Alumnus Bikes Coast to Coast

Closser at Cannon Beach, Oregon, before his final leg to Astoria (Facebook photo)

Bruce Closser, a Marquette resident and 1967 business administration graduate of Northern Michigan University, successfully completed a Guinness World Record attempt to become the oldest person to bike across the country. At age 78, he traveled from Yorktown, Va. to Astoria, Ore. via the TransAmerica Bicycle Trail. The 4,200 mile journey traverses mountain passes, national parks and major cities.

Closser lived a semi-nomadic lifestyle, carrying all of his belongings in five pouches, two strapped on both ends of the bike and one on the handlebars. Altogether his bike and luggage weighed about 55 pounds, with half of that being the bike itself.

Something that Closser has taken a long time to consider, both during his trip and after, was why he decided to embark on the Adventure Cycling Association's longest trail.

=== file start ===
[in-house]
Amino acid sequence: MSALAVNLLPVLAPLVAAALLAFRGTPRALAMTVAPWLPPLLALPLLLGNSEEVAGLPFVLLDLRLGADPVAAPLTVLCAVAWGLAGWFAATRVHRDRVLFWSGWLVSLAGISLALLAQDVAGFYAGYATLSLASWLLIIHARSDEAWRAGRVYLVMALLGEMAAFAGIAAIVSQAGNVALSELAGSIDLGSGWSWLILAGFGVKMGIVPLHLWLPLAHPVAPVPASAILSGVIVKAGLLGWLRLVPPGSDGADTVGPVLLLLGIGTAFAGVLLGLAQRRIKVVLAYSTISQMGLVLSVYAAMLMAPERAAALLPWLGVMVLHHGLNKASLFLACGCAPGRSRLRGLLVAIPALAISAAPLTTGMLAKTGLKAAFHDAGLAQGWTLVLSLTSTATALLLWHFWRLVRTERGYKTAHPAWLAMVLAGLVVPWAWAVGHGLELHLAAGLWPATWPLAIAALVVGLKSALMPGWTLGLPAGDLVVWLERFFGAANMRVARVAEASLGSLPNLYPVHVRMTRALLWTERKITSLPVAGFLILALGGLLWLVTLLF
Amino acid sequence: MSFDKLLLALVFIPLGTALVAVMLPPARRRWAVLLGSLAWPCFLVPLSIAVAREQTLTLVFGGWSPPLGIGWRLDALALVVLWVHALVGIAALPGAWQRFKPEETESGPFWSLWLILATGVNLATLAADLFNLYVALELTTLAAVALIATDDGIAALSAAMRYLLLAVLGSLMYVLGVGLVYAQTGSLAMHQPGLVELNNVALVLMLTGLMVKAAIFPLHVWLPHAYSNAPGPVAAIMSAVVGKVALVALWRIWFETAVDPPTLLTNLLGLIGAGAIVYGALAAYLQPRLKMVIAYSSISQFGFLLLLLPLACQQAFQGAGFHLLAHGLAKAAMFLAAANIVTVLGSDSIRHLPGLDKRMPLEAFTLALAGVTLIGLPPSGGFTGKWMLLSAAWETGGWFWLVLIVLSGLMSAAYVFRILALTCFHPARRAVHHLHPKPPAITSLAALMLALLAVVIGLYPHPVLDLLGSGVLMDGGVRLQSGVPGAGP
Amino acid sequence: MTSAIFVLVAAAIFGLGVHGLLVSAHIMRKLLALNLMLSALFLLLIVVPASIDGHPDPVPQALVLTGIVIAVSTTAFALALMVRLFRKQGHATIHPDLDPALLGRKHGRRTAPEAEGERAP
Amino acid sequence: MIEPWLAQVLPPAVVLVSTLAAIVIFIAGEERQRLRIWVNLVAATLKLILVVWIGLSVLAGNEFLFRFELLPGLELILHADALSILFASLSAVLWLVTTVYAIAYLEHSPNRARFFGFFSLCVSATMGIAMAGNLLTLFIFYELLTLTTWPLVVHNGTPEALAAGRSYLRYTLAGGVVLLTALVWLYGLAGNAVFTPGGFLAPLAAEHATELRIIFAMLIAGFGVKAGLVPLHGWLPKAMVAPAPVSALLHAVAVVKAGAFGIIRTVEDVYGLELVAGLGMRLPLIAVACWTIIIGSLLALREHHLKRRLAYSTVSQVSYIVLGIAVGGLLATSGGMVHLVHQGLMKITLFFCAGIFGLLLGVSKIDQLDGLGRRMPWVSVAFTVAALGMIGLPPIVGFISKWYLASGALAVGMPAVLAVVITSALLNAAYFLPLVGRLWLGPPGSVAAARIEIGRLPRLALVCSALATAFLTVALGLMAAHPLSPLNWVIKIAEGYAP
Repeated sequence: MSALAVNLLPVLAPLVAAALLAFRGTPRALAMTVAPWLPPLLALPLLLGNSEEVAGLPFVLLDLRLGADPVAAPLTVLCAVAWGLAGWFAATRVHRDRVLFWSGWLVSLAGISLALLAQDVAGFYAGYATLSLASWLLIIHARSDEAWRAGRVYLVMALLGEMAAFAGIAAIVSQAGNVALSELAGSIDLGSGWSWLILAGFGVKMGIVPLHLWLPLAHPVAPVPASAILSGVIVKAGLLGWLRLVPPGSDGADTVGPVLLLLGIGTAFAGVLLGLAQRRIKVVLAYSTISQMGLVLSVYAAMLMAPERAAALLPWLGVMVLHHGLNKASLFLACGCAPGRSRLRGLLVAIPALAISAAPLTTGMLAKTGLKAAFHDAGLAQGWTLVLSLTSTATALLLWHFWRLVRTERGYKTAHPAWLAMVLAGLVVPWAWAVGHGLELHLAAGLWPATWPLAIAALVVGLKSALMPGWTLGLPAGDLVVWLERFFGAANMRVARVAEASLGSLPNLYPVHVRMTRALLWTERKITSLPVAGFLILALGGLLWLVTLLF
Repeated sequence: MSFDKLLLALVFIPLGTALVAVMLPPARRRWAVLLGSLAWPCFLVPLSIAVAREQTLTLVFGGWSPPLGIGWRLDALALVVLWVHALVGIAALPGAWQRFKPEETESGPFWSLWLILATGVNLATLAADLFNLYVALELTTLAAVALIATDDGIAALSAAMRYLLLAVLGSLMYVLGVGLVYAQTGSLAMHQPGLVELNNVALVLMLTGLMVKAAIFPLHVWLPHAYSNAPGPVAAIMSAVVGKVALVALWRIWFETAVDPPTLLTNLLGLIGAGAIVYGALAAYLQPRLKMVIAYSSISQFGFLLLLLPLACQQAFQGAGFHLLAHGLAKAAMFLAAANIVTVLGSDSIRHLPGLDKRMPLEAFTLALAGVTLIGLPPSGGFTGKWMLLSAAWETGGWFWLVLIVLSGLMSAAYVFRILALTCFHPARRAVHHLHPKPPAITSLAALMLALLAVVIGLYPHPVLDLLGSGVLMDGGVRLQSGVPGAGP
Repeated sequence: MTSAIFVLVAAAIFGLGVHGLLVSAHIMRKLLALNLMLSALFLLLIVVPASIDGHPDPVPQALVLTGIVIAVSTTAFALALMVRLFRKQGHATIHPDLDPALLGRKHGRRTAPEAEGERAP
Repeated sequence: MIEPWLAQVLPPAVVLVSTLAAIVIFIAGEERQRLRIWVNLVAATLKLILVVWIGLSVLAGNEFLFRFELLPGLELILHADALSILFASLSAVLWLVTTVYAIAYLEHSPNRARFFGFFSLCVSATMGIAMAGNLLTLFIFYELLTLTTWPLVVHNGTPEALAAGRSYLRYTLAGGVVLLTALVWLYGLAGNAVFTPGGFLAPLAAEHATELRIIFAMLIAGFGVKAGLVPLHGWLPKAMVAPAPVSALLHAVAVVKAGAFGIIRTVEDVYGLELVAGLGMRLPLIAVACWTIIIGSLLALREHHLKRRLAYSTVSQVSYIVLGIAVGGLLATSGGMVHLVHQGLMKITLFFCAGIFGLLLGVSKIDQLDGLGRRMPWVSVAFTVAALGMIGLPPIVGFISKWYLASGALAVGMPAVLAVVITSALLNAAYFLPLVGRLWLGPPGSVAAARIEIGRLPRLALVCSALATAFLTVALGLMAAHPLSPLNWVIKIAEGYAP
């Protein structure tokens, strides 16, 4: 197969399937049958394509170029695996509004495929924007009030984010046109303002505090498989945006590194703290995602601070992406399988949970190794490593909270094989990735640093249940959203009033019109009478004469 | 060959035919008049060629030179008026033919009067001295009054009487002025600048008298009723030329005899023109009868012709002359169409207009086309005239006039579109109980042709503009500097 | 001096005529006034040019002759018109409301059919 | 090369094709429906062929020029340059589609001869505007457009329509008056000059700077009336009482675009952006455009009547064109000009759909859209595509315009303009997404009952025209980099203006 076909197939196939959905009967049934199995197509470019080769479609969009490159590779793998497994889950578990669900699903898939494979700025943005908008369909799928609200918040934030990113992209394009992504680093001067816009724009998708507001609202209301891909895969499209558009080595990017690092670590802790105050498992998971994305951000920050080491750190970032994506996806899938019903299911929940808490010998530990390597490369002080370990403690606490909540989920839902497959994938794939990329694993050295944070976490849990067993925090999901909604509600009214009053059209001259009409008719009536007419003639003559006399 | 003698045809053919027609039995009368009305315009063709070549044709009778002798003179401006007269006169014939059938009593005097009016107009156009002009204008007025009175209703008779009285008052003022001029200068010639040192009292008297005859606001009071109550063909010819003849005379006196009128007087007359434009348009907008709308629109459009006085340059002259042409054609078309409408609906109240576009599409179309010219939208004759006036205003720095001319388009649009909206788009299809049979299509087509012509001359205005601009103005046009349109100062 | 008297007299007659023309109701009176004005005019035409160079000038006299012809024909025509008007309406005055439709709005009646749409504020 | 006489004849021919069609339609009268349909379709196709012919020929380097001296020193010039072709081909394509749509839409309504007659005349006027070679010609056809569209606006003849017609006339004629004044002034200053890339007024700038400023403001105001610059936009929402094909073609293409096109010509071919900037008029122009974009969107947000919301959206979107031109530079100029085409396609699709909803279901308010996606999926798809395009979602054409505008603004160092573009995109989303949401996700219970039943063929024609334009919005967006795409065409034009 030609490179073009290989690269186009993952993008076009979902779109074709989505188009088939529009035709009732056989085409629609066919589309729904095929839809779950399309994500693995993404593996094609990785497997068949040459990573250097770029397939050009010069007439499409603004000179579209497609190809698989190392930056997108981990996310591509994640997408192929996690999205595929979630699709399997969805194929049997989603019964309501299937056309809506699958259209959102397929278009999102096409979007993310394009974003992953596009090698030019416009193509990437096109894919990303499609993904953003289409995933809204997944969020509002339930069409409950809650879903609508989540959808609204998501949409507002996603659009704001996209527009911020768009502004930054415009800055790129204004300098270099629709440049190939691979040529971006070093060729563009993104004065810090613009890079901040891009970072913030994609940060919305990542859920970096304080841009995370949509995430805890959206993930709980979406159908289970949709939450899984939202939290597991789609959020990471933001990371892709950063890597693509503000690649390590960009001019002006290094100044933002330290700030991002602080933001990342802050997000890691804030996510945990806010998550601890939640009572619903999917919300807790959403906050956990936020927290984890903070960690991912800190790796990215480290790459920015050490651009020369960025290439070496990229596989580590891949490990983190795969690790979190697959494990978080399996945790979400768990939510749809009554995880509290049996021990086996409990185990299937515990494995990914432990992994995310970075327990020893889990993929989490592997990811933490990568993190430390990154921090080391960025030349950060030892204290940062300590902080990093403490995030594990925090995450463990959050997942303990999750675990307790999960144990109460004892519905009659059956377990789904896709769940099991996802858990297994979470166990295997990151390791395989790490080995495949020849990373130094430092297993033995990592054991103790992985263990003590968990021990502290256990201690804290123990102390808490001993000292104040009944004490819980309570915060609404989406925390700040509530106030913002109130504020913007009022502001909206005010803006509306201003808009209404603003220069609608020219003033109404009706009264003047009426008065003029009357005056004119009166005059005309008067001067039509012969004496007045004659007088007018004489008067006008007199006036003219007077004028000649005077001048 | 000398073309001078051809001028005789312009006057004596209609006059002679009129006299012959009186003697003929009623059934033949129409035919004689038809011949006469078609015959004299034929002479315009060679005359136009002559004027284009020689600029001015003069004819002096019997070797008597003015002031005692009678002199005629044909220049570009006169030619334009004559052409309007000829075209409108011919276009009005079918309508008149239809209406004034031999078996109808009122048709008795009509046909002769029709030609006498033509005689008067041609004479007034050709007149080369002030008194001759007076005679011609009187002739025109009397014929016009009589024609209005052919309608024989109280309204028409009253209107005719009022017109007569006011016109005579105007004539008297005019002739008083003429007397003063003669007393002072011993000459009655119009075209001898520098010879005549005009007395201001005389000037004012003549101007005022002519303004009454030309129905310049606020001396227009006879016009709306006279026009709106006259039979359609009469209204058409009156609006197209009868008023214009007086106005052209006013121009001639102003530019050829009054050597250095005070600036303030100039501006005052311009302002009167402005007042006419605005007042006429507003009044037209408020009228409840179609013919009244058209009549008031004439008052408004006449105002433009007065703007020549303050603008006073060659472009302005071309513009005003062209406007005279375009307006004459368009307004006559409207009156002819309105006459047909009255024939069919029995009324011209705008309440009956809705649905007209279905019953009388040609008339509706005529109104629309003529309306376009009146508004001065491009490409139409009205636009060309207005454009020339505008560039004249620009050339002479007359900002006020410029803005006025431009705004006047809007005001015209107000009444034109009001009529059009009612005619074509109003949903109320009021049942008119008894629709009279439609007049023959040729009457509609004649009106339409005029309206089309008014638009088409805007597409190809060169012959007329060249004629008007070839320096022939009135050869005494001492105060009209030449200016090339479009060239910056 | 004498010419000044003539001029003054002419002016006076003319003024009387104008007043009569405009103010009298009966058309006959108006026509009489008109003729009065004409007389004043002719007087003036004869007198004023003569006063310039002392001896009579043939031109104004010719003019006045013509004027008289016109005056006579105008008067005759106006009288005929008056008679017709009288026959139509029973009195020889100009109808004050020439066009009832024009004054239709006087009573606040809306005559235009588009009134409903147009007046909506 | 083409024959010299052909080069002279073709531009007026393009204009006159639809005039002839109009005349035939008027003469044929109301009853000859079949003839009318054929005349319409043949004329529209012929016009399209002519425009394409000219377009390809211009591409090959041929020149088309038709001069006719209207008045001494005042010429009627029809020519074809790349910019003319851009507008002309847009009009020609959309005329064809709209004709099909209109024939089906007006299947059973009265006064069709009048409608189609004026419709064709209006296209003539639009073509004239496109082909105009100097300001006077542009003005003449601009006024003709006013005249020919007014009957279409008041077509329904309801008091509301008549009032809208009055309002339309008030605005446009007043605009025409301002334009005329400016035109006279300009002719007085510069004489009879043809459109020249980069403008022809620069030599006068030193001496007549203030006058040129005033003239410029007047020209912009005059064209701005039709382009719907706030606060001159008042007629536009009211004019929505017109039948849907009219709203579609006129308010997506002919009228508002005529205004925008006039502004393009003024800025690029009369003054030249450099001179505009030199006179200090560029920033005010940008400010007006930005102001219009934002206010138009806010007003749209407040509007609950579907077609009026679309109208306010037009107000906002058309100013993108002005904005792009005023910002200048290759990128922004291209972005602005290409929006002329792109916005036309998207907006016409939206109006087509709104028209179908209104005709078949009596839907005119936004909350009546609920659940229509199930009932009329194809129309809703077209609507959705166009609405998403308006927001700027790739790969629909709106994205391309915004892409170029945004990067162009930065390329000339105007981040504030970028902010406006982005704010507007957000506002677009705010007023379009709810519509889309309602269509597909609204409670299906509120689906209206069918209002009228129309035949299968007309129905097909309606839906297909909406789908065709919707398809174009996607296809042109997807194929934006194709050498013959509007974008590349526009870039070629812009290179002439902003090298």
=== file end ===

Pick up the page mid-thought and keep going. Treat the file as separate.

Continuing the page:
“It took me a long time to get an answer for [why I did it],” Closser said in an interview with TV6. “I learned, from people I met along the trail, that people do this when they're in periods of transition in their life, like when someone is between jobs. This trip takes three months, so if you have a job or kids, you can't take that time off.”

Closser also disclosed that just a year prior, his wife Sally passed away from Parkinson's Disease, something that Closser was diagnosed with as well. The loss proved to be his “period of transition.” He was also planning to go on the trip with his adopted son Suman, but decided to go solo when his son was unable to get three months off work.

In an article from, Closser said he had contemplated doing this trip for a while, even pitching the idea to his late wife, but ultimately decided to follow through when saw an article that the oldest man to bike across the country was 75. Since he's currently 78, it seemed like the perfect time to take on the challenge.

Closser applied to make an official Guinness World Record attempt, and the rest is history. Before he started the journey he described himself as “excited and trepidatious,” but kept a valuable piece of information close to help stay committed.

“There's a statistic I read,” Closser said in a story in The Mining Journal. “It says that solo riders who start the Trans-America Bicycle Trail have a 50% chance of finishing. If they get through the first 10 days, 90% will finish.”

View a TV6 interview recapping his journey here. Or read his daily account on his Bruce M. Closser Facebook account. 

Prepared By

Max McCullough
Student Writer

Categories: Alumni